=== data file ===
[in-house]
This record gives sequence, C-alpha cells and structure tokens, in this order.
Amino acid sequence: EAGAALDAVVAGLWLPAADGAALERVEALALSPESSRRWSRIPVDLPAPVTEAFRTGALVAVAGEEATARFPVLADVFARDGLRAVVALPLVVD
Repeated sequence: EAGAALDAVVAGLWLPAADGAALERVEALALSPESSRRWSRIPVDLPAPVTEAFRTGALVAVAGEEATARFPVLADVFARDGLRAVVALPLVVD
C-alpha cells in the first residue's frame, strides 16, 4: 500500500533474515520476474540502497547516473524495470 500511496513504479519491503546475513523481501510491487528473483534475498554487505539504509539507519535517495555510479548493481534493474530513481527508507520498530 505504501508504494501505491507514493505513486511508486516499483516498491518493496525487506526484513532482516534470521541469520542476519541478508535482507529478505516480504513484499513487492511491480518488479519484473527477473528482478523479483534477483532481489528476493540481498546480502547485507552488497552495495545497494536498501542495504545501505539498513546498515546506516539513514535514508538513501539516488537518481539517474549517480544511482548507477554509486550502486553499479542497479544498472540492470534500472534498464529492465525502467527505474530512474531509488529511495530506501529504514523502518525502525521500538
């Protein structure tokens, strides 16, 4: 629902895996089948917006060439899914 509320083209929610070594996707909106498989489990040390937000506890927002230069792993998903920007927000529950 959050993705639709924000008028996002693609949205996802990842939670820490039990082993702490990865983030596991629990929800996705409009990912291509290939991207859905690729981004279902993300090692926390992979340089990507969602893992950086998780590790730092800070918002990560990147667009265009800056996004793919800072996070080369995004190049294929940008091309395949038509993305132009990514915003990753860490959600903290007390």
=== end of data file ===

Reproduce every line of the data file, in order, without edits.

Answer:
[in-house]
This record gives sequence, C-alpha cells and structure tokens, in this order.
Amino acid sequence: EAGAALDAVVAGLWLPAADGAALERVEALALSPESSRRWSRIPVDLPAPVTEAFRTGALVAVAGEEATARFPVLADVFARDGLRAVVALPLVVD
Repeated sequence: EAGAALDAVVAGLWLPAADGAALERVEALALSPESSRRWSRIPVDLPAPVTEAFRTGALVAVAGEEATARFPVLADVFARDGLRAVVALPLVVD
C-alpha cells in the first residue's frame, strides 16, 4: 500500500533474515520476474540502497547516473524495470 500511496513504479519491503546475513523481501510491487528473483534475498554487505539504509539507519535517495555510479548493481534493474530513481527508507520498530 505504501508504494501505491507514493505513486511508486516499483516498491518493496525487506526484513532482516534470521541469520542476519541478508535482507529478505516480504513484499513487492511491480518488479519484473527477473528482478523479483534477483532481489528476493540481498546480502547485507552488497552495495545497494536498501542495504545501505539498513546498515546506516539513514535514508538513501539516488537518481539517474549517480544511482548507477554509486550502486553499479542497479544498472540492470534500472534498464529492465525502467527505474530512474531509488529511495530506501529504514523502518525502525521500538
């Protein structure tokens, strides 16, 4: 629902895996089948917006060439899914 509320083209929610070594996707909106498989489990040390937000506890927002230069792993998903920007927000529950 959050993705639709924000008028996002693609949205996802990842939670820490039990082993702490990865983030596991629990929800996705409009990912291509290939991207859905690729981004279902993300090692926390992979340089990507969602893992950086998780590790730092800070918002990560990147667009265009800056996004793919800072996070080369995004190049294929940008091309395949038509993305132009990514915003990753860490959600903290007390």